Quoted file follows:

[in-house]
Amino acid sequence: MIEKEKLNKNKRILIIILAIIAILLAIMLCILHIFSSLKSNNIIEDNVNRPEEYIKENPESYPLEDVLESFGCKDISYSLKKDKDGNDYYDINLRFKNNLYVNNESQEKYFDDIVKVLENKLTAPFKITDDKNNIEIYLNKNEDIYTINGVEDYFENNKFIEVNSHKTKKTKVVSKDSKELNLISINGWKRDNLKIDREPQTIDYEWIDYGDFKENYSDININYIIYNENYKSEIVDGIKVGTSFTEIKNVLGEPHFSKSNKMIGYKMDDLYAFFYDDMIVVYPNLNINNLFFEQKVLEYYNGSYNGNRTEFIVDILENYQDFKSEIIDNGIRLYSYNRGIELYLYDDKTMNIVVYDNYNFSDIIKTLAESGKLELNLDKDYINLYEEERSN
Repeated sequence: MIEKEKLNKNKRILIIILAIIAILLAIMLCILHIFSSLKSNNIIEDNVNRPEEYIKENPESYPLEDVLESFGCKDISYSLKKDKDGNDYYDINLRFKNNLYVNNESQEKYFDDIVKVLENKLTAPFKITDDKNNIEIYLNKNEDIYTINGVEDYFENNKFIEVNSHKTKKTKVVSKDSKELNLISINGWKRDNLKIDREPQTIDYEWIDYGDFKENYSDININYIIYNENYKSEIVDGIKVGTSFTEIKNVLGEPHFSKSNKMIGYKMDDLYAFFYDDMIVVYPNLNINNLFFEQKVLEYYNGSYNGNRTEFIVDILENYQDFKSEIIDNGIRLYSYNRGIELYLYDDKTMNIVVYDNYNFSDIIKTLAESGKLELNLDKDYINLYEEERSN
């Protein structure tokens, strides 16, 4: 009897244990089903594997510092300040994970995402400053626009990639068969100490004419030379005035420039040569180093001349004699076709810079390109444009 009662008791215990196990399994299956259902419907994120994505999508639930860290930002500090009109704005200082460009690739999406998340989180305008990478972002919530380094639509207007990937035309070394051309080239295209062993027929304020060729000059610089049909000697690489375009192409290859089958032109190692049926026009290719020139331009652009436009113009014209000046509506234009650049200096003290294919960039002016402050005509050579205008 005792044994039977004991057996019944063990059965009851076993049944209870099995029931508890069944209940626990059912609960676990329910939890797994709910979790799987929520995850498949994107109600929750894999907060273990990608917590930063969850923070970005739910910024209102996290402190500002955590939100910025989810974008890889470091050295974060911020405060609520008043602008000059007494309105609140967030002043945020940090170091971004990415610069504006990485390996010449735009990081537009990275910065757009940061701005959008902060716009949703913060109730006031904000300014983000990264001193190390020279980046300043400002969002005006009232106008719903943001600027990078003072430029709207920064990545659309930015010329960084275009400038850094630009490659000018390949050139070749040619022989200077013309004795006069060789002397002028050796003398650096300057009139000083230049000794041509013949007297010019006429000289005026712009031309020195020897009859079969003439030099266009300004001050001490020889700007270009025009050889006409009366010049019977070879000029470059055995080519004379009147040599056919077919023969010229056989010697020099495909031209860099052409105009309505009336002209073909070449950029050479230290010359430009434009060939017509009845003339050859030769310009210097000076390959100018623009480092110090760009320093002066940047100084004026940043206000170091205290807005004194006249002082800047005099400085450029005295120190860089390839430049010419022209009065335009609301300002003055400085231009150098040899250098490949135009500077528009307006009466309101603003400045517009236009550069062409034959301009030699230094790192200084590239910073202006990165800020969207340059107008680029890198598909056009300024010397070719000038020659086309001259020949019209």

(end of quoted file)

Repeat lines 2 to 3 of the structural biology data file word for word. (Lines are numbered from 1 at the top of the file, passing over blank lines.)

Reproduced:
Amino acid sequence: MIEKEKLNKNKRILIIILAIIAILLAIMLCILHIFSSLKSNNIIEDNVNRPEEYIKENPESYPLEDVLESFGCKDISYSLKKDKDGNDYYDINLRFKNNLYVNNESQEKYFDDIVKVLENKLTAPFKITDDKNNIEIYLNKNEDIYTINGVEDYFENNKFIEVNSHKTKKTKVVSKDSKELNLISINGWKRDNLKIDREPQTIDYEWIDYGDFKENYSDININYIIYNENYKSEIVDGIKVGTSFTEIKNVLGEPHFSKSNKMIGYKMDDLYAFFYDDMIVVYPNLNINNLFFEQKVLEYYNGSYNGNRTEFIVDILENYQDFKSEIIDNGIRLYSYNRGIELYLYDDKTMNIVVYDNYNFSDIIKTLAESGKLELNLDKDYINLYEEERSN
Repeated sequence: MIEKEKLNKNKRILIIILAIIAILLAIMLCILHIFSSLKSNNIIEDNVNRPEEYIKENPESYPLEDVLESFGCKDISYSLKKDKDGNDYYDINLRFKNNLYVNNESQEKYFDDIVKVLENKLTAPFKITDDKNNIEIYLNKNEDIYTINGVEDYFENNKFIEVNSHKTKKTKVVSKDSKELNLISINGWKRDNLKIDREPQTIDYEWIDYGDFKENYSDININYIIYNENYKSEIVDGIKVGTSFTEIKNVLGEPHFSKSNKMIGYKMDDLYAFFYDDMIVVYPNLNINNLFFEQKVLEYYNGSYNGNRTEFIVDILENYQDFKSEIIDNGIRLYSYNRGIELYLYDDKTMNIVVYDNYNFSDIIKTLAESGKLELNLDKDYINLYEEERSN